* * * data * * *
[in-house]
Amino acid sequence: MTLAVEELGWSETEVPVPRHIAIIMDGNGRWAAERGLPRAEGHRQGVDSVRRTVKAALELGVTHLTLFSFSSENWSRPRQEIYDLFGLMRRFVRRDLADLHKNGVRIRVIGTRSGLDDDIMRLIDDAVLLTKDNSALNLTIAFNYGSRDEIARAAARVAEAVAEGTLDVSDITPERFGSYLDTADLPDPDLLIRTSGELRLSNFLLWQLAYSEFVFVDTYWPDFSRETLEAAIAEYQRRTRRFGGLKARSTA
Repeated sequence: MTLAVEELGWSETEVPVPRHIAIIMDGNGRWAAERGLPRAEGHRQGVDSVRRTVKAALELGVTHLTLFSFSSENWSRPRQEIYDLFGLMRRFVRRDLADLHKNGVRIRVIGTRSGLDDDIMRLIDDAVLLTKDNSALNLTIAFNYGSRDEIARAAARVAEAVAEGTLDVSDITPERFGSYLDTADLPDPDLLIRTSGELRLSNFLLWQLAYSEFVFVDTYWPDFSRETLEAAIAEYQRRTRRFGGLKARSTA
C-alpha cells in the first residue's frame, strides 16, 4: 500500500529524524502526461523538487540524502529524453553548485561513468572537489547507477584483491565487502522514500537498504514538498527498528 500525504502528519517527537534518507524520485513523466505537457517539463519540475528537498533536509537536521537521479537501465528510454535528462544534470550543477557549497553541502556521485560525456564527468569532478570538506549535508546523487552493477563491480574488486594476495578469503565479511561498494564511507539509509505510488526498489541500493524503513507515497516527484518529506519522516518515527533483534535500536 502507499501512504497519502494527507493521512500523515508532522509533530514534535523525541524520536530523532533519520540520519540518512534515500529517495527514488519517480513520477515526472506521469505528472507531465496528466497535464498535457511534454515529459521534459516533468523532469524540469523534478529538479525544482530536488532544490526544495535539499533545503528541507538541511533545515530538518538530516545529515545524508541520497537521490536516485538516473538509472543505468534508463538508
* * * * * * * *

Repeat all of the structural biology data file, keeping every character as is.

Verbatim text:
[in-house]
Amino acid sequence: MTLAVEELGWSETEVPVPRHIAIIMDGNGRWAAERGLPRAEGHRQGVDSVRRTVKAALELGVTHLTLFSFSSENWSRPRQEIYDLFGLMRRFVRRDLADLHKNGVRIRVIGTRSGLDDDIMRLIDDAVLLTKDNSALNLTIAFNYGSRDEIARAAARVAEAVAEGTLDVSDITPERFGSYLDTADLPDPDLLIRTSGELRLSNFLLWQLAYSEFVFVDTYWPDFSRETLEAAIAEYQRRTRRFGGLKARSTA
Repeated sequence: MTLAVEELGWSETEVPVPRHIAIIMDGNGRWAAERGLPRAEGHRQGVDSVRRTVKAALELGVTHLTLFSFSSENWSRPRQEIYDLFGLMRRFVRRDLADLHKNGVRIRVIGTRSGLDDDIMRLIDDAVLLTKDNSALNLTIAFNYGSRDEIARAAARVAEAVAEGTLDVSDITPERFGSYLDTADLPDPDLLIRTSGELRLSNFLLWQLAYSEFVFVDTYWPDFSRETLEAAIAEYQRRTRRFGGLKARSTA
C-alpha cells in the first residue's frame, strides 16, 4: 500500500529524524502526461523538487540524502529524453553548485561513468572537489547507477584483491565487502522514500537498504514538498527498528 500525504502528519517527537534518507524520485513523466505537457517539463519540475528537498533536509537536521537521479537501465528510454535528462544534470550543477557549497553541502556521485560525456564527468569532478570538506549535508546523487552493477563491480574488486594476495578469503565479511561498494564511507539509509505510488526498489541500493524503513507515497516527484518529506519522516518515527533483534535500536 502507499501512504497519502494527507493521512500523515508532522509533530514534535523525541524520536530523532533519520540520519540518512534515500529517495527514488519517480513520477515526472506521469505528472507531465496528466497535464498535457511534454515529459521534459516533468523532469524540469523534478529538479525544482530536488532544490526544495535539499533545503528541507538541511533545515530538518538530516545529515545524508541520497537521490536516485538516473538509472543505468534508463538508